It’s silly how big of a gap exists between the top two 400 runners in the world and everyone else. Kirani James didn’t race in Zurich, which left Merritt to twiddle his thumbs until the homestretch where he blew everyone in the field away and won in 44.36. It looked like he ran his fastest in the last 50 meters, but that could have been one of those optical illusion caused by his competition falling apart after trying to keep up with him for the previous 350 meters.

-Other Diamond Winners (Christian Taylor, Reese Hoffa, Dawn Harper Nelson)

Hoffa was dominate in the Diamond League amassing 23 points and throwing his best at the end of the season. He won in Zurich with a mark of 21.88. He also earned the vital bye to next year’s World Championships which will serve as a nice insurance policy in the deep American men’s shot put field.

Harper Nelson won the 100-meter hurdles in Zurich to clinch the title. However, it doesn’t look like she will receive a bye to the World Championships next year. The United States can only send four to the World Championship and Brianna Rollins has already earned a bye in the event by virtue of being the defending world champion. In 2013, the United States gave the bye to the defending world champion and not the Diamond League champion in cases where two different athletes were involved.

Confused yet? It probably won’t matter. Even in something as unpredictable as the high hurdles, Harper Nelson will have no problem finishing in the top three at the US Championships next year.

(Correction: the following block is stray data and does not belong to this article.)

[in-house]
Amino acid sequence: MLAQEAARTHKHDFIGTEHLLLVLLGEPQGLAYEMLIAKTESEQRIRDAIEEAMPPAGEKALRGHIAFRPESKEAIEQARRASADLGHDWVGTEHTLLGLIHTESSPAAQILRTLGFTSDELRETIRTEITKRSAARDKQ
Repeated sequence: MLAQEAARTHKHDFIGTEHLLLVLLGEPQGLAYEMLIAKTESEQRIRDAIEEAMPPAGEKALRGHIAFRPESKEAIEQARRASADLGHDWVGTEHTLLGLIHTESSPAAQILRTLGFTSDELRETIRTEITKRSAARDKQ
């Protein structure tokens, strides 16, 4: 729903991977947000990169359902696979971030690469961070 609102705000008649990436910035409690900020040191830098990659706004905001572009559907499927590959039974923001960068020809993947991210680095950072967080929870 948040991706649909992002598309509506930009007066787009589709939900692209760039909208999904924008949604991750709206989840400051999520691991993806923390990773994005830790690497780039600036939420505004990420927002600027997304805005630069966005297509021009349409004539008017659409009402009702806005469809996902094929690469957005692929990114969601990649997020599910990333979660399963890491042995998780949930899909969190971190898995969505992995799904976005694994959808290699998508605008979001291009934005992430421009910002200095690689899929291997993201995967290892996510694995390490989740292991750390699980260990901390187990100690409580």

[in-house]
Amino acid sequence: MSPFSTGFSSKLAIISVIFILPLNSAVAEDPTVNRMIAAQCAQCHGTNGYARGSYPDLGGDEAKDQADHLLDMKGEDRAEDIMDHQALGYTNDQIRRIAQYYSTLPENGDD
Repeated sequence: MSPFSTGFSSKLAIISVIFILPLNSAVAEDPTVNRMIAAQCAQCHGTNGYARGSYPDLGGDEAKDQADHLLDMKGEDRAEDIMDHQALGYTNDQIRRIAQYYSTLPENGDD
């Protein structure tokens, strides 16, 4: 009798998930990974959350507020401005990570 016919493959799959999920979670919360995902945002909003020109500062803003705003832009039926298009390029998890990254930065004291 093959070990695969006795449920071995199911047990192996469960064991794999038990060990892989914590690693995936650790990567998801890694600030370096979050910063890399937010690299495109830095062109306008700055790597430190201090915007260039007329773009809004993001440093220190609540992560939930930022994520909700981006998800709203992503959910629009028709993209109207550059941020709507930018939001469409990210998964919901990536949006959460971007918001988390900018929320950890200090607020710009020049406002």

Christian Taylor also earned a free trip to Beijing, though it is unlike that three Americans will jump farther than him next year. Taylor won the Diamond League on his final attempt of the triple jump competition, besting Will Claye.


-Kemar Bailey-Cole

In a 100-meter race that featured three runners who have served doping bans, but not that other guy who has served a doping ban, Bailey-Cole came away with a win in 9.96. Very quietly, Bailey-Cole has had a great season, second only to Justin Gatlin in the event.

Asafa Powell placed fourth in 10.07, making his 9.87 time trial last week that much more confusing. Tyson Gay finished last in 10.35.


-Men’s 400 Hurdles

After the women’s 1,500, this was the race of the meet. It was four races in one with Michael Tinsley, Cornel Fredericks, Javier Culson and Kariem Hussein all making a claim for the victory. Fredericks survived and won the race in 48.25. Tinsley finished second and took the Diamond League title.